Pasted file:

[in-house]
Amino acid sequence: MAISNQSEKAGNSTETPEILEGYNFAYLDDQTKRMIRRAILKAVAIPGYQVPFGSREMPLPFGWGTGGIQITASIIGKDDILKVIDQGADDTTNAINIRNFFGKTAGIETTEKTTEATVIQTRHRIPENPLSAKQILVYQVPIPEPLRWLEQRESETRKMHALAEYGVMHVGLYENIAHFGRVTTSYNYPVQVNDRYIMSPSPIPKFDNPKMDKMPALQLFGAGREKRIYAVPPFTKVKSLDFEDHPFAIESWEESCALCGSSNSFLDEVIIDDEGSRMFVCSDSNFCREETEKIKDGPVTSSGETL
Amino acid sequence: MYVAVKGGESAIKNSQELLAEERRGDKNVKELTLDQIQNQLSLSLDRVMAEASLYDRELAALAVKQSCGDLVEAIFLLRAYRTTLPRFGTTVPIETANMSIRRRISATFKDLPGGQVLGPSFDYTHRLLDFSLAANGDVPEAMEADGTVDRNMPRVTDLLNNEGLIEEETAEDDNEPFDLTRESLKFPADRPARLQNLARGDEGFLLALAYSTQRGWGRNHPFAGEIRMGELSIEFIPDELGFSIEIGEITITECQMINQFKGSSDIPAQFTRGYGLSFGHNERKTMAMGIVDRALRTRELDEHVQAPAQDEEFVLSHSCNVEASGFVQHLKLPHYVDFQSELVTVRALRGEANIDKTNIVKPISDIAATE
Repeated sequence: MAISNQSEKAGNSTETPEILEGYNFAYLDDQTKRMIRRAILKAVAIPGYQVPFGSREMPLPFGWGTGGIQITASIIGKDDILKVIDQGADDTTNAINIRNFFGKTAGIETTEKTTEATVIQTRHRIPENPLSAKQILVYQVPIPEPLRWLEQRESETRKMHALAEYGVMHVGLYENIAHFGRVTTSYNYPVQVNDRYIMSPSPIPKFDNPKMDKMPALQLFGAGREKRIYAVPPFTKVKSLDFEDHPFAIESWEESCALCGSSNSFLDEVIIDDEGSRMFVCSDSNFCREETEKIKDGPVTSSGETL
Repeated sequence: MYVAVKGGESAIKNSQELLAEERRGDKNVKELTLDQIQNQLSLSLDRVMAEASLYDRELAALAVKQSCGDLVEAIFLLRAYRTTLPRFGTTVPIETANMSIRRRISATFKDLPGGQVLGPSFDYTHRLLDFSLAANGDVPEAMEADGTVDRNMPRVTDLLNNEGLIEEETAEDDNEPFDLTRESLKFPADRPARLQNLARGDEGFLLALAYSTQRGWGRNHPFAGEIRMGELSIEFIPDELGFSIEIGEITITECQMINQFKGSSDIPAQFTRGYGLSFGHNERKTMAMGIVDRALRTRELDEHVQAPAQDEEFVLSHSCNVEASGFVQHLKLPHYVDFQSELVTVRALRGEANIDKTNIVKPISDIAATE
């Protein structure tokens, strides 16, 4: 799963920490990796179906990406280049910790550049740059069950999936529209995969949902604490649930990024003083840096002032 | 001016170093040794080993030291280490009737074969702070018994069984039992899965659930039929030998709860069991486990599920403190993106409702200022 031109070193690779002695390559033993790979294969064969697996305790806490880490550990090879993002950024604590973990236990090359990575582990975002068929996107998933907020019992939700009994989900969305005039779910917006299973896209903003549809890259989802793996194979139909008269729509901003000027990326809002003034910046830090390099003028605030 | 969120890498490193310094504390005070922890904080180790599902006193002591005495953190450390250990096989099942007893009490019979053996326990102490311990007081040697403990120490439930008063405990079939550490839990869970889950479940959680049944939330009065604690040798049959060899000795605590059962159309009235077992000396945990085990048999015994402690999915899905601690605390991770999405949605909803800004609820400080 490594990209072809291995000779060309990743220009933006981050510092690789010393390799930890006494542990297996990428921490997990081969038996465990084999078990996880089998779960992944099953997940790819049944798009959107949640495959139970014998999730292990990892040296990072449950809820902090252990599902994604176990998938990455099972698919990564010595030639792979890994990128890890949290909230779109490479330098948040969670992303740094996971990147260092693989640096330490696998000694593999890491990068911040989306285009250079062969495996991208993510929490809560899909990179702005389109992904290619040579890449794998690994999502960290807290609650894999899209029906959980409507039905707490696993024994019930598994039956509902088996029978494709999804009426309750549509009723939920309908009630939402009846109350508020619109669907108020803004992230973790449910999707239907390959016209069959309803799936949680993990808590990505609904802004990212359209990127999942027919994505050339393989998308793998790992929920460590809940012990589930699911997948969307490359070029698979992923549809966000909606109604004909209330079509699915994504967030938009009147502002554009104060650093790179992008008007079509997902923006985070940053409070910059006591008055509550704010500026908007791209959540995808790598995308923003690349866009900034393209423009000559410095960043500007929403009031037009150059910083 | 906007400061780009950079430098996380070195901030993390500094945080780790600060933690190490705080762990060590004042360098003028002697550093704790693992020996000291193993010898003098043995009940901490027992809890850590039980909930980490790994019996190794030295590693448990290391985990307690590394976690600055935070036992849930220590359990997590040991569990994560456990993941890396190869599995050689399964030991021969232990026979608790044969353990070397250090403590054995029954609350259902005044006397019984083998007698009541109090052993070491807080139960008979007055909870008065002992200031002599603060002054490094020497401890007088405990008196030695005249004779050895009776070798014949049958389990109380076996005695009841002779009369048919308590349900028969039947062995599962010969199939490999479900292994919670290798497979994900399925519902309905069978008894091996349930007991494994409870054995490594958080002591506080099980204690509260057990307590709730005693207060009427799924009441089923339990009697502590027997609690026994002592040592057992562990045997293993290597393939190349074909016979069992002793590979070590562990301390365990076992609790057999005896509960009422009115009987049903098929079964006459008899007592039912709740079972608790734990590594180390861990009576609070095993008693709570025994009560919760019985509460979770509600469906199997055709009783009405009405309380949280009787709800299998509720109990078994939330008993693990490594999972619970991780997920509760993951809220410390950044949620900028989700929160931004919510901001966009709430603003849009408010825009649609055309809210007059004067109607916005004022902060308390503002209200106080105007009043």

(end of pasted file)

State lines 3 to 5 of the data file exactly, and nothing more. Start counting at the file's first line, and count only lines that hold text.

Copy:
Amino acid sequence: MYVAVKGGESAIKNSQELLAEERRGDKNVKELTLDQIQNQLSLSLDRVMAEASLYDRELAALAVKQSCGDLVEAIFLLRAYRTTLPRFGTTVPIETANMSIRRRISATFKDLPGGQVLGPSFDYTHRLLDFSLAANGDVPEAMEADGTVDRNMPRVTDLLNNEGLIEEETAEDDNEPFDLTRESLKFPADRPARLQNLARGDEGFLLALAYSTQRGWGRNHPFAGEIRMGELSIEFIPDELGFSIEIGEITITECQMINQFKGSSDIPAQFTRGYGLSFGHNERKTMAMGIVDRALRTRELDEHVQAPAQDEEFVLSHSCNVEASGFVQHLKLPHYVDFQSELVTVRALRGEANIDKTNIVKPISDIAATE
Repeated sequence: MAISNQSEKAGNSTETPEILEGYNFAYLDDQTKRMIRRAILKAVAIPGYQVPFGSREMPLPFGWGTGGIQITASIIGKDDILKVIDQGADDTTNAINIRNFFGKTAGIETTEKTTEATVIQTRHRIPENPLSAKQILVYQVPIPEPLRWLEQRESETRKMHALAEYGVMHVGLYENIAHFGRVTTSYNYPVQVNDRYIMSPSPIPKFDNPKMDKMPALQLFGAGREKRIYAVPPFTKVKSLDFEDHPFAIESWEESCALCGSSNSFLDEVIIDDEGSRMFVCSDSNFCREETEKIKDGPVTSSGETL
Repeated sequence: MYVAVKGGESAIKNSQELLAEERRGDKNVKELTLDQIQNQLSLSLDRVMAEASLYDRELAALAVKQSCGDLVEAIFLLRAYRTTLPRFGTTVPIETANMSIRRRISATFKDLPGGQVLGPSFDYTHRLLDFSLAANGDVPEAMEADGTVDRNMPRVTDLLNNEGLIEEETAEDDNEPFDLTRESLKFPADRPARLQNLARGDEGFLLALAYSTQRGWGRNHPFAGEIRMGELSIEFIPDELGFSIEIGEITITECQMINQFKGSSDIPAQFTRGYGLSFGHNERKTMAMGIVDRALRTRELDEHVQAPAQDEEFVLSHSCNVEASGFVQHLKLPHYVDFQSELVTVRALRGEANIDKTNIVKPISDIAATE